Arrow-right Camera
Go to e-Edition Sign up for newsletters Customer service
Subscribe now
Opinion >  Letters

Redefining ‘infrastructure’

The infrastructure dispute between the two parties is hard to watch, although most Americans know the legislation is desperately needed. It is called an infrastructure bill, but it creates funds primarily for numerous social programs that have nothing to do with infrastructure as it has always been defined.

I see some obvious problems here. Because the bill is expanded far beyond its stated goal, to justify this expansion its supporters have redefined infrastructure to include far more. Webster’s dictionary is quite clear about its long-accepted definition. To further justify their purpose, they call it also a jobs bill. This is one of their many recent attempts to dismantle the English language to suit a self-absorbed political group.

If our partisan leaders really wanted to improve our infrastructure, I would think they would propose a bill that would cover only that. Then perhaps it could be passed relatively easily; and other proposals covering social programs could be negotiated separately. Of course, those could require considerable debate. But isn’t that the way our legislature is supposed to work? As it is now, both sides are dug in, and nothing productive is being accomplished, as our roads and bridges, and other real infrastructure, deteriorate further.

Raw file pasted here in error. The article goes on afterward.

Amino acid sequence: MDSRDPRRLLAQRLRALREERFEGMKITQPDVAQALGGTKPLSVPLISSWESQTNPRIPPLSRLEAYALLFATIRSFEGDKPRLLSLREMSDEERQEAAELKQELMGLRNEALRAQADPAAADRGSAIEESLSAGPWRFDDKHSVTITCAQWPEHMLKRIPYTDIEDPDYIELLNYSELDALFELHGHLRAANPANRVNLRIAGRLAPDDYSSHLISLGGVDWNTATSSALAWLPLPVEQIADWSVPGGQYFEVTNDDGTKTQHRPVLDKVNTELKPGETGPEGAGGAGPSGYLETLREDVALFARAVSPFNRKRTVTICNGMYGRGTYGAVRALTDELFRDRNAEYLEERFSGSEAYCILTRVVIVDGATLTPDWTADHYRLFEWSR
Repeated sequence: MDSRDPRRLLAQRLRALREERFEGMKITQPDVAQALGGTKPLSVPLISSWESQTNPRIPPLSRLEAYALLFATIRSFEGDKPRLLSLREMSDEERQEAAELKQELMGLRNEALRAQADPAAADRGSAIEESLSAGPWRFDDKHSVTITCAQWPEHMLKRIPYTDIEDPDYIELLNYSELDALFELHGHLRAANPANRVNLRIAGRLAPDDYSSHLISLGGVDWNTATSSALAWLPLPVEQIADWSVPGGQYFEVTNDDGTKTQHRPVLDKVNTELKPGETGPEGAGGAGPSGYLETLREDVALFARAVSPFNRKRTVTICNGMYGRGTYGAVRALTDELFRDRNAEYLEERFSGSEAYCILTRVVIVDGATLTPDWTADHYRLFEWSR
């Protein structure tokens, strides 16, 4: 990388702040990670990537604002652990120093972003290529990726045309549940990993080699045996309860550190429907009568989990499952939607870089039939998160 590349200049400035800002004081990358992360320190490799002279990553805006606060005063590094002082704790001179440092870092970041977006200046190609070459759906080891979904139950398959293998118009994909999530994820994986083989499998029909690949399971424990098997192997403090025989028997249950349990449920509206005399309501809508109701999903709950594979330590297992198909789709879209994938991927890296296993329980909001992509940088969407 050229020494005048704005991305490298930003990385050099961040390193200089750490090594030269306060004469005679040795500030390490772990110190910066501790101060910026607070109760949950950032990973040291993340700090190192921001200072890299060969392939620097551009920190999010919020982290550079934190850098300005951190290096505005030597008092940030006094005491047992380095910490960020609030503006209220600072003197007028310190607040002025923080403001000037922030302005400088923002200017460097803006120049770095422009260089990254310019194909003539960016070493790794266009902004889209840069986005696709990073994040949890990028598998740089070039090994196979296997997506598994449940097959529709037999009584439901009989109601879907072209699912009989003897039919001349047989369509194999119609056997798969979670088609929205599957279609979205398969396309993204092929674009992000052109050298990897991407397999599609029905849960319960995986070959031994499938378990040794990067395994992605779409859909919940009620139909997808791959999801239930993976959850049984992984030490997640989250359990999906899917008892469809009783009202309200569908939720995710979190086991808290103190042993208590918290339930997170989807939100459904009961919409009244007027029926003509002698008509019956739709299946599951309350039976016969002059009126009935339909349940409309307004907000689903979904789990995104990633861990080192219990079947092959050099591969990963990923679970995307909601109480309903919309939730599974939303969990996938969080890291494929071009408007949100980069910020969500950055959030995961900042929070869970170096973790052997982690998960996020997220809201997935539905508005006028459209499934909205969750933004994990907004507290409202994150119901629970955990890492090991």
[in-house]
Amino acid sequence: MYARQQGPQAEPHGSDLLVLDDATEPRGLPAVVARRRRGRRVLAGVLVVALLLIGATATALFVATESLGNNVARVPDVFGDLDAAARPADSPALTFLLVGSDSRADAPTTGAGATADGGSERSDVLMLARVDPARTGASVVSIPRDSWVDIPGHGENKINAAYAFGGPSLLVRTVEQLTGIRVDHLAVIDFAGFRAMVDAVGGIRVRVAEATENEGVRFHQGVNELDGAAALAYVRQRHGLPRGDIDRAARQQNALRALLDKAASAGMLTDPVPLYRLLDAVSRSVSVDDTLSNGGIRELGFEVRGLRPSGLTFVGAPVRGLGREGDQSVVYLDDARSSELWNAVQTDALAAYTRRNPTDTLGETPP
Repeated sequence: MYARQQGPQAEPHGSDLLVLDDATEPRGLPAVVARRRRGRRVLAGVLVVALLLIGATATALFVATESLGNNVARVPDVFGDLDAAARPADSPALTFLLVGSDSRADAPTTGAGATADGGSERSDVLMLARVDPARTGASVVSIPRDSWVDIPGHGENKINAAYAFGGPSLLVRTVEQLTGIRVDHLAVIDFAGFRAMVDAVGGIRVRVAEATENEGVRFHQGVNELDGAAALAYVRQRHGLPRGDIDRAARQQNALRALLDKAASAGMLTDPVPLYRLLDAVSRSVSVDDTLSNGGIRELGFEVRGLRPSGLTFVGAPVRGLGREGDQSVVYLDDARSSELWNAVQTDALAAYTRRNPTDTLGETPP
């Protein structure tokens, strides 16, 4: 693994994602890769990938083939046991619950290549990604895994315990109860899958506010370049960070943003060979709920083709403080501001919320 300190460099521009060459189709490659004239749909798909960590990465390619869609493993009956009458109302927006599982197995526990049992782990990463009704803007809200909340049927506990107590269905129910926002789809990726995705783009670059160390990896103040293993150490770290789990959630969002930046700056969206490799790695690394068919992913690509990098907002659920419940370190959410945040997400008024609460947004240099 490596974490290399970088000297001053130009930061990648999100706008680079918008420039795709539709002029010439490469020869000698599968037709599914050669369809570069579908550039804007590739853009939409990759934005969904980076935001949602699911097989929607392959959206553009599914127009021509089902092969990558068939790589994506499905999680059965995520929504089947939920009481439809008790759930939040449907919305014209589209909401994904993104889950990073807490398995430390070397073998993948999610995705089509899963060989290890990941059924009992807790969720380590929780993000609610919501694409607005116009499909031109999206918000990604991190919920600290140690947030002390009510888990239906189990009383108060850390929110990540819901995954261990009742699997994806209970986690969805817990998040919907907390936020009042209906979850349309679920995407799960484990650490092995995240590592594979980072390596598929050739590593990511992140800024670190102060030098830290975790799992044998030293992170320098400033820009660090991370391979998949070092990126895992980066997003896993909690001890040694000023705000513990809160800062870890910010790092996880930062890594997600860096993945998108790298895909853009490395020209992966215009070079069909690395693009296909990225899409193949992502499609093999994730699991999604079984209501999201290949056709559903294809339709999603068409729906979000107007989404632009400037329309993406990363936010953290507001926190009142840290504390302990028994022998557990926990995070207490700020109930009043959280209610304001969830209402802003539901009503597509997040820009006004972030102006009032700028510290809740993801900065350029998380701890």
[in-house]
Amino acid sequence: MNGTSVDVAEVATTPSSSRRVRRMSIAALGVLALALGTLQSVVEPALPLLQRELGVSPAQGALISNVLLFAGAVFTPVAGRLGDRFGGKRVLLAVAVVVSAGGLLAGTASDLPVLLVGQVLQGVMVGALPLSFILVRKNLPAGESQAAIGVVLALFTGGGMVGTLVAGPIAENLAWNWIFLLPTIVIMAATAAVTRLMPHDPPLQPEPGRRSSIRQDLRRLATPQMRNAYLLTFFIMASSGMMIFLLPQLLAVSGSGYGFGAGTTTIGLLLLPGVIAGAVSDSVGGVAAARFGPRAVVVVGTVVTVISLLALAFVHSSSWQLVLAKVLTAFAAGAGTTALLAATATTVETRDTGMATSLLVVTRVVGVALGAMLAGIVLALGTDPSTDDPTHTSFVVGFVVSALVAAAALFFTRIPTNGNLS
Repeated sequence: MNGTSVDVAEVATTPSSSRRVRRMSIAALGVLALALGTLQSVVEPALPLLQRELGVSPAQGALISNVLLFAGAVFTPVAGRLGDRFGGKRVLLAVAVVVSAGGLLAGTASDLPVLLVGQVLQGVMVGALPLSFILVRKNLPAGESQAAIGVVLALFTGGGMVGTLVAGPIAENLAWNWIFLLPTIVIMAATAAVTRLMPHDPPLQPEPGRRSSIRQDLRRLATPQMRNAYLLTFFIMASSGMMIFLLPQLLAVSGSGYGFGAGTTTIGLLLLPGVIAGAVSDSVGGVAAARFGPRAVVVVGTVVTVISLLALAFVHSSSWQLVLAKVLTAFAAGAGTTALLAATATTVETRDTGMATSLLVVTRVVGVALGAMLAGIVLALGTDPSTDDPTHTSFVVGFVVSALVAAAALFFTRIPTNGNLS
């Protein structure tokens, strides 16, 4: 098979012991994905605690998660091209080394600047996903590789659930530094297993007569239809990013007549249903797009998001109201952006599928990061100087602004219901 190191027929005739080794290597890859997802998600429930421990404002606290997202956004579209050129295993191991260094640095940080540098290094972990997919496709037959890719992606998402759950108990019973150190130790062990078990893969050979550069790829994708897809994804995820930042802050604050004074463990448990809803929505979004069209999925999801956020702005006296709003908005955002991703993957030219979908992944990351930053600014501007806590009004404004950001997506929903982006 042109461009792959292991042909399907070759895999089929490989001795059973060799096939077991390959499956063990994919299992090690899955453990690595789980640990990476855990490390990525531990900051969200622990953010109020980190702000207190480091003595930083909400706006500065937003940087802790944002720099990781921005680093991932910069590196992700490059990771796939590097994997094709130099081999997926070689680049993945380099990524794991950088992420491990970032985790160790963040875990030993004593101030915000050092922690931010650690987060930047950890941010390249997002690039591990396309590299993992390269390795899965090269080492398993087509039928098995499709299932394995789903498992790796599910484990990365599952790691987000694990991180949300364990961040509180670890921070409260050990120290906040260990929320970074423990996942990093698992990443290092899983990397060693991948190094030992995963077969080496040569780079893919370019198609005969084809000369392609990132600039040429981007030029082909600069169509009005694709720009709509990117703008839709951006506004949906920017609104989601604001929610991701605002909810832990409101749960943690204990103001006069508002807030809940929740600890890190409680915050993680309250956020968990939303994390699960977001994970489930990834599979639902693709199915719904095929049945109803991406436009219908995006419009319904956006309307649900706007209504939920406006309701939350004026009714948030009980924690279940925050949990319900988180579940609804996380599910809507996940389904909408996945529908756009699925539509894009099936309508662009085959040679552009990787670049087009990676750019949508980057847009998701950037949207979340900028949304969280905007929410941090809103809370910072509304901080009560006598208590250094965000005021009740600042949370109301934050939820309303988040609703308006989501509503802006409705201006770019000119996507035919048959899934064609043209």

The Democrats are not the only ones who operate so unreasonably. In the past, I’ve seen the Republicans also expand bills beyond their stated purposes. And I’ve seldom heard anyone seriously call out either side for such deceptive tactics.

Darlene LaFollette

Spokane


 

Letters policy

The Spokesman-Review invites original letters on topics of public interest. Your letter must adhere to the following rules:

  • No more than 250 words
  • We reserve the right to reject letters that are not factually correct, racist or are written with malice.
  • We cannot accept more than one letter a month from the same writer.
  • With each letter, include your daytime phone number and street address.
  • The Spokesman-Review retains the nonexclusive right to archive and re-publish any material submitted for publication.
Unfortunately, we don’t have space to publish all letters received, nor are we able to acknowledge their receipt.
Click here to learn more.

Submit letters using any of the following:

Our online form

Mail: Letters to the Editor
The Spokesman-Review
999 W. Riverside Ave.
Spokane, WA 99201

Email: editor@spokesman.com
Fax: (509) 459-3815
Questions?: (509) 459-5430